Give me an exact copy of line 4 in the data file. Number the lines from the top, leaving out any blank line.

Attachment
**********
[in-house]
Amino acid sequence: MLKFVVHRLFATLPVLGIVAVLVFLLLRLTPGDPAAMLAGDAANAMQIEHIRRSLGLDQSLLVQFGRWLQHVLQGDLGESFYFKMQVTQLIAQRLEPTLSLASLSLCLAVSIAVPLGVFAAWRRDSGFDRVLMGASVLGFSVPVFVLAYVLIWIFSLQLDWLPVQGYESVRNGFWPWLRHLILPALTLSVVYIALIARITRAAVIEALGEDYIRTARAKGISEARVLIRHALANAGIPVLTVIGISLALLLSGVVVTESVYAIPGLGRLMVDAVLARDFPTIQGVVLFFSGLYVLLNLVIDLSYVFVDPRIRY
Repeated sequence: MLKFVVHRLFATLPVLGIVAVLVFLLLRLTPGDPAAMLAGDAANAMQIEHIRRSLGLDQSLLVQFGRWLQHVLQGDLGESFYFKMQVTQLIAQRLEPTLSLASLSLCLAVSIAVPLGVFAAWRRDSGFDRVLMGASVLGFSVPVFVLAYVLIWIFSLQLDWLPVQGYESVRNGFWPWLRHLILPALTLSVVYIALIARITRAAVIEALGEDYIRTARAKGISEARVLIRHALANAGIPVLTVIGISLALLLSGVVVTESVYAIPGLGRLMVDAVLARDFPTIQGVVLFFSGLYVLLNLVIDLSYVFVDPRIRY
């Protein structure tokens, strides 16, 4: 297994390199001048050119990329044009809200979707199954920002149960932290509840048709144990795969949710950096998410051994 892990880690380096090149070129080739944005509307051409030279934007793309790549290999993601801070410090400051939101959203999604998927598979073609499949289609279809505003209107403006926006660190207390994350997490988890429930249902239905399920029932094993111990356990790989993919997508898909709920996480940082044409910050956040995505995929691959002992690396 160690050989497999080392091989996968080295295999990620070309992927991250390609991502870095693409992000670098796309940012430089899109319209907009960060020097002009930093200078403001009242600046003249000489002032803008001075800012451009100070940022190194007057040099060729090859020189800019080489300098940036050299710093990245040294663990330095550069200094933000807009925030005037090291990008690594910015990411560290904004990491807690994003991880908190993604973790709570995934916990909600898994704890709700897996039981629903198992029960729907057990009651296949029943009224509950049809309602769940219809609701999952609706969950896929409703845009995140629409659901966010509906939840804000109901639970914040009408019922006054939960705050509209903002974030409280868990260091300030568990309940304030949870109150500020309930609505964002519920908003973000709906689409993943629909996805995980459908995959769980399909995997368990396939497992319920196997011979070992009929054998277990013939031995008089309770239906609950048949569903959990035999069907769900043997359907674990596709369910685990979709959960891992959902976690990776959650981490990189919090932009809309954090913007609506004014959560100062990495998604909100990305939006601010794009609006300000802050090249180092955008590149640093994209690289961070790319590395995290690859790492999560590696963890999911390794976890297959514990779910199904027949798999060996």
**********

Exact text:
């Protein structure tokens, strides 16, 4: 297994390199001048050119990329044009809200979707199954920002149960932290509840048709144990795969949710950096998410051994 892990880690380096090149070129080739944005509307051409030279934007793309790549290999993601801070410090400051939101959203999604998927598979073609499949289609279809505003209107403006926006660190207390994350997490988890429930249902239905399920029932094993111990356990790989993919997508898909709920996480940082044409910050956040995505995929691959002992690396 160690050989497999080392091989996968080295295999990620070309992927991250390609991502870095693409992000670098796309940012430089899109319209907009960060020097002009930093200078403001009242600046003249000489002032803008001075800012451009100070940022190194007057040099060729090859020189800019080489300098940036050299710093990245040294663990330095550069200094933000807009925030005037090291990008690594910015990411560290904004990491807690994003991880908190993604973790709570995934916990909600898994704890709700897996039981629903198992029960729907057990009651296949029943009224509950049809309602769940219809609701999952609706969950896929409703845009995140629409659901966010509906939840804000109901639970914040009408019922006054939960705050509209903002974030409280868990260091300030568990309940304030949870109150500020309930609505964002519920908003973000709906689409993943629909996805995980459908995959769980399909995997368990396939497992319920196997011979070992009929054998277990013939031995008089309770239906609950048949569903959990035999069907769900043997359907674990596709369910685990979709959960891992959902976690990776959650981490990189919090932009809309954090913007609506004014959560100062990495998604909100990305939006601010794009609006300000802050090249180092955008590149640093994209690289961070790319590395995290690859790492999560590696963890999911390794976890297959514990779910199904027949798999060996």